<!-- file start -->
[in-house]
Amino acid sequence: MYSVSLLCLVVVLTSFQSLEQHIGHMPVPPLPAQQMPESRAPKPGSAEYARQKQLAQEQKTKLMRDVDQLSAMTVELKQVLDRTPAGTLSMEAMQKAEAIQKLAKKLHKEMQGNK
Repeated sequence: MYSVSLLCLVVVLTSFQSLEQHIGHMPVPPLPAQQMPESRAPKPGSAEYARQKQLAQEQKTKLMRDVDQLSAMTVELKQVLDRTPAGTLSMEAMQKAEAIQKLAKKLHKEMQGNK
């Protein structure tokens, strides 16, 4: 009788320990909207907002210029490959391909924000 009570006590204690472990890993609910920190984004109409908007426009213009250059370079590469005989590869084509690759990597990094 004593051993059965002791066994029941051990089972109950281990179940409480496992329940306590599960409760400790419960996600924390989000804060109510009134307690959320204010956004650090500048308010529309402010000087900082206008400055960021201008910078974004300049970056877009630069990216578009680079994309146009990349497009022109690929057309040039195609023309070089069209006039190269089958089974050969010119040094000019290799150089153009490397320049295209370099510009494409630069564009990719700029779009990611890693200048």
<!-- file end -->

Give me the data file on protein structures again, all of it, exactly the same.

[in-house]
Amino acid sequence: MYSVSLLCLVVVLTSFQSLEQHIGHMPVPPLPAQQMPESRAPKPGSAEYARQKQLAQEQKTKLMRDVDQLSAMTVELKQVLDRTPAGTLSMEAMQKAEAIQKLAKKLHKEMQGNK
Repeated sequence: MYSVSLLCLVVVLTSFQSLEQHIGHMPVPPLPAQQMPESRAPKPGSAEYARQKQLAQEQKTKLMRDVDQLSAMTVELKQVLDRTPAGTLSMEAMQKAEAIQKLAKKLHKEMQGNK
């Protein structure tokens, strides 16, 4: 009788320990909207907002210029490959391909924000 009570006590204690472990890993609910920190984004109409908007426009213009250059370079590469005989590869084509690759990597990094 004593051993059965002791066994029941051990089972109950281990179940409480496992329940306590599960409760400790419960996600924390989000804060109510009134307690959320204010956004650090500048308010529309402010000087900082206008400055960021201008910078974004300049970056877009630069990216578009680079994309146009990349497009022109690929057309040039195609023309070089069209006039190269089958089974050969010119040094000019290799150089153009490397320049295209370099510009494409630069564009990719700029779009990611890693200048």